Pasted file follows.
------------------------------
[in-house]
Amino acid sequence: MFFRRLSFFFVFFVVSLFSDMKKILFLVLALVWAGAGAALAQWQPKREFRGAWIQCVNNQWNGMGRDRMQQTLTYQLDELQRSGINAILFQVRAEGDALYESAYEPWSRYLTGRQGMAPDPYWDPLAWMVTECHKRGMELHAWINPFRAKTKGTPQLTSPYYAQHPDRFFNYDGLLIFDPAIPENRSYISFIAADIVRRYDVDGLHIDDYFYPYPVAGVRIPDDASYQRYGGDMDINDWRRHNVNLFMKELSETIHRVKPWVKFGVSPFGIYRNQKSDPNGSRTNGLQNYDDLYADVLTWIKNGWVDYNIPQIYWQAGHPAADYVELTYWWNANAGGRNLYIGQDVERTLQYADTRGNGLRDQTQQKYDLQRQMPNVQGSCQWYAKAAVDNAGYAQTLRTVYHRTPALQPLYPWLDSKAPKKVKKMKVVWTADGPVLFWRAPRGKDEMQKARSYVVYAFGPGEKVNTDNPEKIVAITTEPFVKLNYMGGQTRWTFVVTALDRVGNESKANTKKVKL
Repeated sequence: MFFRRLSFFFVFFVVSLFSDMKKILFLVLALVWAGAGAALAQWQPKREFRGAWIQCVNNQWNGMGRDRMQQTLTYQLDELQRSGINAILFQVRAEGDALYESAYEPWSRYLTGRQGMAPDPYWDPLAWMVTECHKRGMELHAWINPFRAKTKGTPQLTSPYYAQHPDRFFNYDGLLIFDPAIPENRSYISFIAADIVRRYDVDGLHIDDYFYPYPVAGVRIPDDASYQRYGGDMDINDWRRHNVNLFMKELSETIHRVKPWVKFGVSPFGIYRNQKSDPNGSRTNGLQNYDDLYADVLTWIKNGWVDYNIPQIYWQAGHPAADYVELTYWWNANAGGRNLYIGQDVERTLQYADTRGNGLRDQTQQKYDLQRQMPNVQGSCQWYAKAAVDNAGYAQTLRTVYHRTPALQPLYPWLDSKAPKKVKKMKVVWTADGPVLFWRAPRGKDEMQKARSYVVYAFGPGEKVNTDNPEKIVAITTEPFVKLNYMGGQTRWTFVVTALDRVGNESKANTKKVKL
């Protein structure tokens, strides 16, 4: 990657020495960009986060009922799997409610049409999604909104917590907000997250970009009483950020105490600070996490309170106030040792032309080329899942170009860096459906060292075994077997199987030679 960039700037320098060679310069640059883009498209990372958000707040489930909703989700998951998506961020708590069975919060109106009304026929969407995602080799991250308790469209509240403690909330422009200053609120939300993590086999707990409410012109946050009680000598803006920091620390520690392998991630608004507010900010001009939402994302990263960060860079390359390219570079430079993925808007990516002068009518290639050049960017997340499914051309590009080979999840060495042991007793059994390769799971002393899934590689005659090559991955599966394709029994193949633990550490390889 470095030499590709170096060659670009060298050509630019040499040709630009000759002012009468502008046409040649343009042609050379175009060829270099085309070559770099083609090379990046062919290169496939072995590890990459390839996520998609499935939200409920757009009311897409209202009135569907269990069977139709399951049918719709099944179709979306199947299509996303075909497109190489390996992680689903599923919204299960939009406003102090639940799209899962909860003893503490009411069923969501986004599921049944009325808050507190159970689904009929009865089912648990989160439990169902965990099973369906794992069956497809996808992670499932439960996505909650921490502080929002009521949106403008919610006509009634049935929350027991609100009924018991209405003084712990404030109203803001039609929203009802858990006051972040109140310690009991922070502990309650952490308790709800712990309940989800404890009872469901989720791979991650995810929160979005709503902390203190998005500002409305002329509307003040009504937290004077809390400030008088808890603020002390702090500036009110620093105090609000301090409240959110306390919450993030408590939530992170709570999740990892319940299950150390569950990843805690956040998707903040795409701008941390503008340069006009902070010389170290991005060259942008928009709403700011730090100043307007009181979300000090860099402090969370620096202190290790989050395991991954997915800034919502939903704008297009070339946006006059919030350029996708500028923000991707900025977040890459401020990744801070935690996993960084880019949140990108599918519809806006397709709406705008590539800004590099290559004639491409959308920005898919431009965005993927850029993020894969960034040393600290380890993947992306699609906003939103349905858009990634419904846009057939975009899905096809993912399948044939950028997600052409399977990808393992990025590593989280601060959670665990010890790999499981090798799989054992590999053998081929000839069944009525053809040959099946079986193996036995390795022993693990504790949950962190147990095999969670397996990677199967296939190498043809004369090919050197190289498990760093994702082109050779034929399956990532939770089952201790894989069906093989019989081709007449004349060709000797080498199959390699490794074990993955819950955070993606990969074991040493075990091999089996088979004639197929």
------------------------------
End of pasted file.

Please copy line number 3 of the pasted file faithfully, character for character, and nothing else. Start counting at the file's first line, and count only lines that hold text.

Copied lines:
Repeated sequence: MFFRRLSFFFVFFVVSLFSDMKKILFLVLALVWAGAGAALAQWQPKREFRGAWIQCVNNQWNGMGRDRMQQTLTYQLDELQRSGINAILFQVRAEGDALYESAYEPWSRYLTGRQGMAPDPYWDPLAWMVTECHKRGMELHAWINPFRAKTKGTPQLTSPYYAQHPDRFFNYDGLLIFDPAIPENRSYISFIAADIVRRYDVDGLHIDDYFYPYPVAGVRIPDDASYQRYGGDMDINDWRRHNVNLFMKELSETIHRVKPWVKFGVSPFGIYRNQKSDPNGSRTNGLQNYDDLYADVLTWIKNGWVDYNIPQIYWQAGHPAADYVELTYWWNANAGGRNLYIGQDVERTLQYADTRGNGLRDQTQQKYDLQRQMPNVQGSCQWYAKAAVDNAGYAQTLRTVYHRTPALQPLYPWLDSKAPKKVKKMKVVWTADGPVLFWRAPRGKDEMQKARSYVVYAFGPGEKVNTDNPEKIVAITTEPFVKLNYMGGQTRWTFVVTALDRVGNESKANTKKVKL